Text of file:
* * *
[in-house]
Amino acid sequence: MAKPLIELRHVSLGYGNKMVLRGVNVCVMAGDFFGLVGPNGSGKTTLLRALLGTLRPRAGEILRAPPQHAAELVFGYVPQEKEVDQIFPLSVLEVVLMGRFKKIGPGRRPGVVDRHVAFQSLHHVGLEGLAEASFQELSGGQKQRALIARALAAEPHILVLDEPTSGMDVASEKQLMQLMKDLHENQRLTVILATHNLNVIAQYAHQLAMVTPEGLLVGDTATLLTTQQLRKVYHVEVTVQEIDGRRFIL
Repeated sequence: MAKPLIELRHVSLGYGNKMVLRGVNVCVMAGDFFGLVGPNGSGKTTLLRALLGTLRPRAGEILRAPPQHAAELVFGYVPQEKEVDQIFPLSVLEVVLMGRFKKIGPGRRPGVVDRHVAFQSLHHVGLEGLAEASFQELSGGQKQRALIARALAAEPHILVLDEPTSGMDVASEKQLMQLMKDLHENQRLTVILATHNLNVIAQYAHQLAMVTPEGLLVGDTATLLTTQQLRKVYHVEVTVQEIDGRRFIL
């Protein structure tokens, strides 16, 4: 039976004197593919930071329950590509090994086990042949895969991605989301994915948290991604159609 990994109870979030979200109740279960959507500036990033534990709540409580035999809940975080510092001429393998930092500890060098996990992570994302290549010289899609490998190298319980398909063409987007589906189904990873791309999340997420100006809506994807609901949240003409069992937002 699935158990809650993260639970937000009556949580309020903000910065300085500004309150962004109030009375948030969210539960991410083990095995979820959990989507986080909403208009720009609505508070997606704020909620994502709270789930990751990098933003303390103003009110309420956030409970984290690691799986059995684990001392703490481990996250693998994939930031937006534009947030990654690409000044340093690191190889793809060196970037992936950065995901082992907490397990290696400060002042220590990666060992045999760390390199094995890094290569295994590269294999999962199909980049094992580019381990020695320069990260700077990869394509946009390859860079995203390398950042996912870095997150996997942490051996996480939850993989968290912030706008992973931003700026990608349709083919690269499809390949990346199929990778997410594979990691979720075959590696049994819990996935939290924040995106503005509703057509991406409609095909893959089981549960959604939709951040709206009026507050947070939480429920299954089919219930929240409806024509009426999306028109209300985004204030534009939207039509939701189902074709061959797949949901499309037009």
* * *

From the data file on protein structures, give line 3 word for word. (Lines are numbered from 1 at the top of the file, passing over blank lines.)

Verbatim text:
Repeated sequence: MAKPLIELRHVSLGYGNKMVLRGVNVCVMAGDFFGLVGPNGSGKTTLLRALLGTLRPRAGEILRAPPQHAAELVFGYVPQEKEVDQIFPLSVLEVVLMGRFKKIGPGRRPGVVDRHVAFQSLHHVGLEGLAEASFQELSGGQKQRALIARALAAEPHILVLDEPTSGMDVASEKQLMQLMKDLHENQRLTVILATHNLNVIAQYAHQLAMVTPEGLLVGDTATLLTTQQLRKVYHVEVTVQEIDGRRFIL